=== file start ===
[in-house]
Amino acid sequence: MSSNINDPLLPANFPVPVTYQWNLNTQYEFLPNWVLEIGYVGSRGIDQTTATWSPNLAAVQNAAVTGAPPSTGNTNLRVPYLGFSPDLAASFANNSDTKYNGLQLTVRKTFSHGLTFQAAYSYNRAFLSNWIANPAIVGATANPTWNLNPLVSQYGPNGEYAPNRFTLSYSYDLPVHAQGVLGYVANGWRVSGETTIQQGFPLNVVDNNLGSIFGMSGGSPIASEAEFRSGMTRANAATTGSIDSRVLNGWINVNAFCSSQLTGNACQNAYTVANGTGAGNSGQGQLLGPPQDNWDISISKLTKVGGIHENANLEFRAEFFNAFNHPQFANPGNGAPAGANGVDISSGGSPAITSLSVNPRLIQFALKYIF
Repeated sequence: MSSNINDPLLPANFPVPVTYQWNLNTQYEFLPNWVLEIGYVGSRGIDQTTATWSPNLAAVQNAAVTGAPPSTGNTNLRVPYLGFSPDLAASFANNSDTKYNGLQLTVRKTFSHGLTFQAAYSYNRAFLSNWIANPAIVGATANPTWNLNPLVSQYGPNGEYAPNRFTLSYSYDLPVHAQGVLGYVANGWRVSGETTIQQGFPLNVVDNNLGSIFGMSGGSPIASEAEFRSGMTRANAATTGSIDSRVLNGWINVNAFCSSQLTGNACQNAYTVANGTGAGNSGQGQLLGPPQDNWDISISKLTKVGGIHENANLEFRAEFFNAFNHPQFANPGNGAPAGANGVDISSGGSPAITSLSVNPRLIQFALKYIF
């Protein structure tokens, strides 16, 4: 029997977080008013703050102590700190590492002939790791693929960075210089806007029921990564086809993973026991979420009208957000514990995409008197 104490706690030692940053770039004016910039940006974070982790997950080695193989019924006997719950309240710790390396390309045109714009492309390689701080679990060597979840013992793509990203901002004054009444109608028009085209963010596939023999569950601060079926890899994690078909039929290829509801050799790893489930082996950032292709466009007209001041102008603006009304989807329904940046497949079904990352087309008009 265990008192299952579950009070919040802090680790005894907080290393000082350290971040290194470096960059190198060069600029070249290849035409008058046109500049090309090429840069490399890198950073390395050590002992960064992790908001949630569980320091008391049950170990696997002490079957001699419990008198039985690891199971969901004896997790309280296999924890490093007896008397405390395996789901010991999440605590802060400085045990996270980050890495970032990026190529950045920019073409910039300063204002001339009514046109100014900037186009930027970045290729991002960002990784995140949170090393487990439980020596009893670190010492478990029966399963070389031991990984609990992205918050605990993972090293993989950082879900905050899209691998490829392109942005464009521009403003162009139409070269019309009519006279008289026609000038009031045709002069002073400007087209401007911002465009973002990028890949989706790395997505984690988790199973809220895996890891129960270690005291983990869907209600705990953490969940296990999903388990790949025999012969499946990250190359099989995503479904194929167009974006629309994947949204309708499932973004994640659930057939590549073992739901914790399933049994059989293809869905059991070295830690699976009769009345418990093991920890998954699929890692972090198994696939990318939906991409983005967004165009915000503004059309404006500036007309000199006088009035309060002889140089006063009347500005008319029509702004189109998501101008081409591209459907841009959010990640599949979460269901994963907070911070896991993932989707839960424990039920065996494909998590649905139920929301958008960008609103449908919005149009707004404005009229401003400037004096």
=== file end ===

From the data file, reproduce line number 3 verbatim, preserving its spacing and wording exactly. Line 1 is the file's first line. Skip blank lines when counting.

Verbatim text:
Repeated sequence: MSSNINDPLLPANFPVPVTYQWNLNTQYEFLPNWVLEIGYVGSRGIDQTTATWSPNLAAVQNAAVTGAPPSTGNTNLRVPYLGFSPDLAASFANNSDTKYNGLQLTVRKTFSHGLTFQAAYSYNRAFLSNWIANPAIVGATANPTWNLNPLVSQYGPNGEYAPNRFTLSYSYDLPVHAQGVLGYVANGWRVSGETTIQQGFPLNVVDNNLGSIFGMSGGSPIASEAEFRSGMTRANAATTGSIDSRVLNGWINVNAFCSSQLTGNACQNAYTVANGTGAGNSGQGQLLGPPQDNWDISISKLTKVGGIHENANLEFRAEFFNAFNHPQFANPGNGAPAGANGVDISSGGSPAITSLSVNPRLIQFALKYIF